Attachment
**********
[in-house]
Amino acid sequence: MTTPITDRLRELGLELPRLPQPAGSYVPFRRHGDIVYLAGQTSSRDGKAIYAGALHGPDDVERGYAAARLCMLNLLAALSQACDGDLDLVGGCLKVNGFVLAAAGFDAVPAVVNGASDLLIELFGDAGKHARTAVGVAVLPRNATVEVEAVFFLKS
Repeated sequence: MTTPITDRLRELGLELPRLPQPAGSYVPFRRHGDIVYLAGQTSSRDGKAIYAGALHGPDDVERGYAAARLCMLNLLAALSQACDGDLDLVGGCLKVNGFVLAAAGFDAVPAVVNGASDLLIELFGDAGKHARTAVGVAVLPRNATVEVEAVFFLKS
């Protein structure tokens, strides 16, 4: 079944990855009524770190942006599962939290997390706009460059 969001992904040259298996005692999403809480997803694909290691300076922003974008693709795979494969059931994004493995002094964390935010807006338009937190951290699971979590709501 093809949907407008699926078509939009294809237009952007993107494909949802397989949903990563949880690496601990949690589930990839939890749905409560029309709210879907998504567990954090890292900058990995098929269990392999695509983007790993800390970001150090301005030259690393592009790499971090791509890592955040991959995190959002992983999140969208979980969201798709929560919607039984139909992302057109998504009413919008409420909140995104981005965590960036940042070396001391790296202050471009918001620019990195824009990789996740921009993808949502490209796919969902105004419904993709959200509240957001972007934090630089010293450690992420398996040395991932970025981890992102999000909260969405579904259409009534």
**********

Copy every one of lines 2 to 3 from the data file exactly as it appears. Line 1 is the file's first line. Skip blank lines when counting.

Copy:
Amino acid sequence: MTTPITDRLRELGLELPRLPQPAGSYVPFRRHGDIVYLAGQTSSRDGKAIYAGALHGPDDVERGYAAARLCMLNLLAALSQACDGDLDLVGGCLKVNGFVLAAAGFDAVPAVVNGASDLLIELFGDAGKHARTAVGVAVLPRNATVEVEAVFFLKS
Repeated sequence: MTTPITDRLRELGLELPRLPQPAGSYVPFRRHGDIVYLAGQTSSRDGKAIYAGALHGPDDVERGYAAARLCMLNLLAALSQACDGDLDLVGGCLKVNGFVLAAAGFDAVPAVVNGASDLLIELFGDAGKHARTAVGVAVLPRNATVEVEAVFFLKS